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RXTE Cycle 12

Appendix A

RXTE Guest Observer Program Mission Description

A.1 Mission Overview

The Rossi X-ray Timing Explorer (RXTE) satellite was launched on a Delta II rocket on December 30, 1995. The scientific instruments were developed by science and engineering teams at the NASA Goddard Space Flight Center (GSFC), the University of California at San Diego (UCSD), and the Massachusetts Institute of Technology (MIT). The project is managed by GSFC and is sponsored by the National Aeronautics and Space Administration. The observing time on RXTE is freely available to the international user community through peer-reviewed proposals.

The primary purpose of RXTE is to study the structure and dynamics of compact X-ray sources, including accreting neutron stars, white dwarfs, and black holes in our galaxy and compact, massive objects thought to be present in the nuclei of active galaxies. This is accomplished through observations of temporal and broad-band spectral phenomena. A wide variety of physical processes are involved. RXTE targets are often characterized by substantial X-ray emission in the 2-250 keV energy range and vary in X-ray intensity on a wide range of time scales. RXTE is designed to study the intensity variations of these objects over times as short as microseconds and as long as years. The scientific objectives of successful RXTE investigations will address questions concerning the fundamental physics and astrophysics of such systems, including:

  • characteristics of dense matter;
  • behavior of plasma in high magnetic fields;
  • identification of stellar black holes;
  • interaction of binary stars through mass exchange and radiation;
  • General Relativity tests;
  • the nature of quasi-periodic oscillators;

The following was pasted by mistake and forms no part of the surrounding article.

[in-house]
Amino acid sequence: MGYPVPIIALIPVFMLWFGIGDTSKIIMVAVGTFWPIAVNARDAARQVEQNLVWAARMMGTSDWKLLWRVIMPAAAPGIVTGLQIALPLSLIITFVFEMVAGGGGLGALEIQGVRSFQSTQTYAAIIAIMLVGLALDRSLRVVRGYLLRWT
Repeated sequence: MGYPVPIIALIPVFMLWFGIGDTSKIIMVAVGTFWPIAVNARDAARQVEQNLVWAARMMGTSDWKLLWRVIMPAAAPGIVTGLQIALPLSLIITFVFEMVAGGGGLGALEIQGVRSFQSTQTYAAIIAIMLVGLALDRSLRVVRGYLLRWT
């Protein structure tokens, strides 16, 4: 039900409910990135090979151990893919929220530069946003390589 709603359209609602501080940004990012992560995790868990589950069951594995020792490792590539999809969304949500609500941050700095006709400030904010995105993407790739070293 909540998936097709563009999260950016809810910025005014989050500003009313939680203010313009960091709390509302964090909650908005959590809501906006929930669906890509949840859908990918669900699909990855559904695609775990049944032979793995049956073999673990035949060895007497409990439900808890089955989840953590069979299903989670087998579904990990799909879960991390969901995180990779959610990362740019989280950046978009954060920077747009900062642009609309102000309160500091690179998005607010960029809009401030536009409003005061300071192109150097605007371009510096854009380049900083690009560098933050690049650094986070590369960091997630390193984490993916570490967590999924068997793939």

• the evolution and fate of compact X-ray sources; and
  • the nature of the central engine of active galactic nuclei.

    To achieve these goals, RXTE's science payload allows the determination of properties of compact objects (masses, moments of inertia, magnetic fields), properties of the system dynamics (accretion onto different types of compact objects), and properties of the emission regions. In addition, RXTE can respond quickly (within hours to days, depending upon the type of trigger) to X-ray transients and other unpredictable time-critical events. RXTE can also address objectives concerning several classes of noncompact objects, including active stars, clusters of galaxies, and diffuse emission regions.

    A.2 Science Payload

    RXTE carries three scientific instruments: (i) the Proportional Counter Array (PCA), (ii) the High-Energy X-ray Timing Experiment (HEXTE), and (iii) the All-Sky Monitor (ASM). The PCA and HEXTE are co-aligned; the ASM scans the sky over several hours. The data from the PCA and the ASM are fed into the Experiment Data System (EDS) for preliminary data processing, whereas HEXTE has its own dedicated processing electronics. The primary mode for utilizing RXTE for the conduct of scientific investigations is through requests for observing time using the PCA and HEXTE instruments. Due to its nature, observing time on the ASM cannot be proposed for.

    The PCA is a mechanically-collimated array of five xenon (Xe) proportional counters with a total effective area of ~7000 cm2. The counters are sensitive to X-rays in the 2-60 keV band. The collimators restrict the detector's field-of-view to ~1 degree. Two gas volumes are present in the PCA; the main volume contains Xe with a small quantity of methane at a pressure of 1.1 atm. A front layer of propane is used to screen out unwanted electron-induced events. The propane layer has a low absorbing efficiency for photons with energies above ~3 keV. Each of the five detectors carries a 241Am source that provides calibration lines. The output of the PCA is routed through the EDS for analysis before transmission to the ground station.